I wonder. Did I lose any fishing enthusiast friends over my previous post, “If Worms Could Scream and Fish Could Cry,” [ here ] describing Tom’s fishing interest and his threading a worm onto the hook then snagging and reeling in a hapless bass? Hopefully not.
Confession time: Yours Truly hasn’t fished for years, but was seen last year baiting the hook for his grandkids. This year Austin, ten, baits his own hook, but Abigail, at seven, is not yet ready to do that; so I’m likely to get the honours again before summer’s out.
In any case, it’s good to be aware of the implications and effects of our actions on other people and, to a lesser extent, on other creatures. Here’s a thought: In treating creatures humanely, I am more fully human than if I were to treat them inhumanely.
That said, I enjoyed my fish supper last night, and I’m sure I will thoroughly enjoy my next chicken dinner. However, I know that such creatures pay a high price in my. You’ve maybe heard some version or other of the old gag about a chicken and a pig who talked at said, I enjoyed my fish supper last night, and I’m sure I will thoroughly enjoy my next chicken dinner.
However, I know that such creatures pay a high price in my. You’ve maybe heard some version or other of the old gag about a chicken and a pig who talked about going into the restaurant business. The chicken suggested their spebout going into the restaurant business. The chicken suggested their specialty should be eggs and bacon, and said, “I’ll invest my eggs into the enterprise and you can invest your bacon.” “What? No way!” said the pig. “Your eggs would be a donation; my bacon would be a sacrifice!”
Moving right along, we accept that in the wild, nature’s ongoing food-chain fight for survival happens all the time without it giving a thought for the suffering inflicted. But it’s different for us – or should be. Our being the godlike creatures that humans are, with characteristics reflecting – however imperfectly – aspects of the Divine, such as reason and logic, and choice and conscious values and spirituality, brings with it scruples of conscience and moral judgment.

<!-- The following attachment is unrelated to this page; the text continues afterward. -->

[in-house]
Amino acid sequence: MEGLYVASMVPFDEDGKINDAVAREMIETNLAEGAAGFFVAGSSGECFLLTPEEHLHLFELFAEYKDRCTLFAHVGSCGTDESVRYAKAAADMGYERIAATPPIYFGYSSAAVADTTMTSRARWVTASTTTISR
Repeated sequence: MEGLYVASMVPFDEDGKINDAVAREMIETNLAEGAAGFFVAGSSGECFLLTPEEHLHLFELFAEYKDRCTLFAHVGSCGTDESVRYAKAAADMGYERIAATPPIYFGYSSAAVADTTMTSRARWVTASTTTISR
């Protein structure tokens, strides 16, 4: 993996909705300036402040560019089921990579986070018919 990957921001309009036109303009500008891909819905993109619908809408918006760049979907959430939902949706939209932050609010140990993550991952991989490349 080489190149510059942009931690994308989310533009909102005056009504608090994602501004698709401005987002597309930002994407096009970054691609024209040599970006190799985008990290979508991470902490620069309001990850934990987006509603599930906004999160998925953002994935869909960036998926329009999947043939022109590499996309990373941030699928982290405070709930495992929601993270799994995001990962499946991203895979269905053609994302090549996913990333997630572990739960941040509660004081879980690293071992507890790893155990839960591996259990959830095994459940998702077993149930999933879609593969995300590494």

News reports from home and abroad tell of murder and mayhem, wanton killing and destruction; of governments oppressing and repressing their people, killing and maiming and casting bodies into mass graves. We witness indescribable acts of violence even closer to home, besides the systemic exploitation of common people and workers by corporate enterprise, criminal elements and organizations. On and on it goes, down the line till it comes to . . . to me. How do I treat others?
Would you agree that in every inhumane act humans commit they become that much less human, and less godlike? In making themselves “God,” deciding who should live and who should die, they become actually less like God – ungodly.
Conversely, call to mind occasions when you have acted very humanely, whether towards animals or people – especially in unselfish kindness and caring towards people. Did you feel more fully alive? Put it this way: did you have a sense of living more fully; you were that much more completely human? In that sense you were more like Creator God, our Heavenly Father, and more like Jesus Christ His Son, who revealed what God the Father is like.
More pointedly, He revealed God: “I and the Father are one”); “. . . Anyone who has seen me has seen the Father. . .” (John 10:30; 14:9 NIV).
And now, from threading unwilling worms onto barbed hooks to catch unsuspecting fish, and from the high cost to creatures to help meet our nutritional needs and satisfy the palate, and from considerations of humans and humaneness – or lack of it – to godlikeness, I’m led to considerations of redemption.
Hmm, that was where we concluded last time.